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tv   Discussion with Chief Justice John Roberts  CSPAN  February 15, 2016 8:00pm-8:53pm EST

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these obstacles are being in his way to hold them back. that is the real problem we have. urging carlos on and helping him in making sure he has the good education and gets a great job in tribute to our economy. if he succeeds in macro for benefit from the results. useead, we kind of mean-spiritedness and spiteful mess. racial or ethnic prejudice against people like .im to we should be working to try to help carlos. there are millions of them that are out there that need the kind of support we can provide and and securee enhance
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the future of our country if hinchcliffe people like carl is our successful. host: tomorrow morning, three journalists from political discuss their approach to washington. guests include political cofounder and chief john harris. roberts, the political national effort, old the sky's the big themes of campaign 2016, including the race between hillary clinton and bernie sanders. alex eisenstadt will answer gopstions about how the plans to win south carolina. join the discussion.
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>> coming up tonight on c-span, conversation with supreme court justice john roberts about the inner workings of the high court. then, republican presidential candidate donald trump holds a news, in south carolina. after that, former president george w. bush campaigns with his brother, republican presidential candidate jeb bush in north houston, south carolina. supreme court justice antonin scaliaa -- antonin passed away this week. supreme court chief justice john roberts sat down at new england law school in boston, talking about the inner workings of the supreme court. .his is 45 minutes
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good, good. welcome, ladies and gentlemen . chief justice honoredoberts is tonight.
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i know that our students and faculty have been thrilled to meet with chief justice ro berts for to of us are looking this chance to hear his views on a variety of issues before we begin the conversation, and on behalf of our entire community, i thank you, mr. chief justice, for being so generous with your time visiting us. [applause] >> i have read some surveys that have caught my attention. one from the annenberg center at the university of pennsylvania, shortly after you were confirmed. it pointed out that 15% of those polled could identify you as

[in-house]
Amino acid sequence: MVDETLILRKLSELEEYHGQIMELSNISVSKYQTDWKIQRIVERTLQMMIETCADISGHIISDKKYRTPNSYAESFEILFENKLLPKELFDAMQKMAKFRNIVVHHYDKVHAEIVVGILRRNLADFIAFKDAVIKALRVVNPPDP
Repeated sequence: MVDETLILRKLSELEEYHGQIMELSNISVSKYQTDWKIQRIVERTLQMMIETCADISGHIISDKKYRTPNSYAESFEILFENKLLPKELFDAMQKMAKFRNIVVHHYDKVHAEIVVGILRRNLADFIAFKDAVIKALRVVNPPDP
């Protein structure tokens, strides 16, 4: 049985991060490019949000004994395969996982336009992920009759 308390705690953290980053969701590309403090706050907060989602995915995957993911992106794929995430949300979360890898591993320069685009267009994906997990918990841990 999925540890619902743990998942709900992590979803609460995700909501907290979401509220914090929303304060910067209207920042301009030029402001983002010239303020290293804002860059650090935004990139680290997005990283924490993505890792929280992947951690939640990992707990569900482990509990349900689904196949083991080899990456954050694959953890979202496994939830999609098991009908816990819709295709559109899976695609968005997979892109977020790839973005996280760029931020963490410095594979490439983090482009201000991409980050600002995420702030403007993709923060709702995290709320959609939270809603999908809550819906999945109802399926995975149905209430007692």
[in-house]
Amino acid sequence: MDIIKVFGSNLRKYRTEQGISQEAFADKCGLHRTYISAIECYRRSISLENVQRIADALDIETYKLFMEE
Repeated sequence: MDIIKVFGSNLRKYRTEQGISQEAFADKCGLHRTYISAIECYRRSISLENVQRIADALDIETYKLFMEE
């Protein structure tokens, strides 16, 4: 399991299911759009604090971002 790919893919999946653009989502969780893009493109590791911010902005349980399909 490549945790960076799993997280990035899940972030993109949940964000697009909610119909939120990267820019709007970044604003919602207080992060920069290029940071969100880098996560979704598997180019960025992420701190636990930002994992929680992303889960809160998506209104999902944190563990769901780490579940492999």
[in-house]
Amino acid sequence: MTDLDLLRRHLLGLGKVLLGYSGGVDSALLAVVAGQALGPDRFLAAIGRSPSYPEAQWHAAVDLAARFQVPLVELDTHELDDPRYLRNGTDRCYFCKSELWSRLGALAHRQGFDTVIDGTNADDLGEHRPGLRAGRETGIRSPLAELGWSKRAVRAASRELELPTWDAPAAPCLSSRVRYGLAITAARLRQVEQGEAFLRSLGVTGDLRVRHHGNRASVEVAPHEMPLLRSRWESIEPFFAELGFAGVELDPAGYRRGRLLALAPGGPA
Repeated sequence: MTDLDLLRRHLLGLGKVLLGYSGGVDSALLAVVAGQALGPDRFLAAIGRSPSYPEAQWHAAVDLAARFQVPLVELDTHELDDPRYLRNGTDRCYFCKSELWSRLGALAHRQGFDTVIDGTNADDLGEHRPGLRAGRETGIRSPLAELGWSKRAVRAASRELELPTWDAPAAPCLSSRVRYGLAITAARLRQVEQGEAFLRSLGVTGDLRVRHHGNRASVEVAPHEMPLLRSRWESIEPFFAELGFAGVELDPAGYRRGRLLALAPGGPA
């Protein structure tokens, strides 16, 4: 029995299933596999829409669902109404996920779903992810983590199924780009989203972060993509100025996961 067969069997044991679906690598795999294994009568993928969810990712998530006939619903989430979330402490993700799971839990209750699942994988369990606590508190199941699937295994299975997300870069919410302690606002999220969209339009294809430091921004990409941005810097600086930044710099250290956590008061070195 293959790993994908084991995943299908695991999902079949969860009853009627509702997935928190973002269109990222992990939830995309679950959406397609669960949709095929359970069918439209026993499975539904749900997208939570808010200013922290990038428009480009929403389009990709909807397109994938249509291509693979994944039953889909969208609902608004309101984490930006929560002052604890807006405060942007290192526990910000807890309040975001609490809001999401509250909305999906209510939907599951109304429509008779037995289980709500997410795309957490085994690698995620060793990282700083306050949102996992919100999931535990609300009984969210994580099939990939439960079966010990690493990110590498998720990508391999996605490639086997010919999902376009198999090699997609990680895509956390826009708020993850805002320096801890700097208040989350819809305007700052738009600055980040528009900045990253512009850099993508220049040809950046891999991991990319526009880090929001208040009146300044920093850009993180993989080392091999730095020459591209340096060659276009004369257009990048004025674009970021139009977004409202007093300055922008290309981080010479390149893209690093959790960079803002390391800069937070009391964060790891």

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chief justice. [laughter] >> 66% could identify at least one judge from american idol. [laughter] more recently, a survey by the american council of trustees of for your educated college americans found a significant identified judge judy as a member of the supreme court. 10% [laughter] >> so, how is she doing? [laughter] >> seriously, what do you make of this lack of knowledge of the court? does it concern you? chief justice roberts: it frankly doesn't bother me very much that people cannot identify
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the particular members of the court are. we were black robes, because we should be anonymous and articulate what the law is and not occupy any role in which our personality is pertinent. what concerns a lot of members of the court is that people don't have a very good understanding of what the court does could in particular, -- does. in particular, they don't have an understanding of how we are different from the political branches of government. we issue an decision, it is usually discussed as, "you are in favor factis or that," when in whoever does get inside this or that, it is about whether it is if it isitutional or consistent with law. we often have no policy views on the matter at all.
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that is an important distinction about how we function. it is one that people often lose sight of. >> during your confirmation hearing, it seems you are more than candid in discussing your views as to the proper role of the judge. others have described the confirmation process as less than edifying. why is that? i'm notstice roberts: sure that the senate particularly cares what i think. i do think the process is not functioning very well. you look at two of my colleagues, justice scalia and justice ginsburg. think they were confirmed with maybe two or three dissenting votes. now, you look at more recent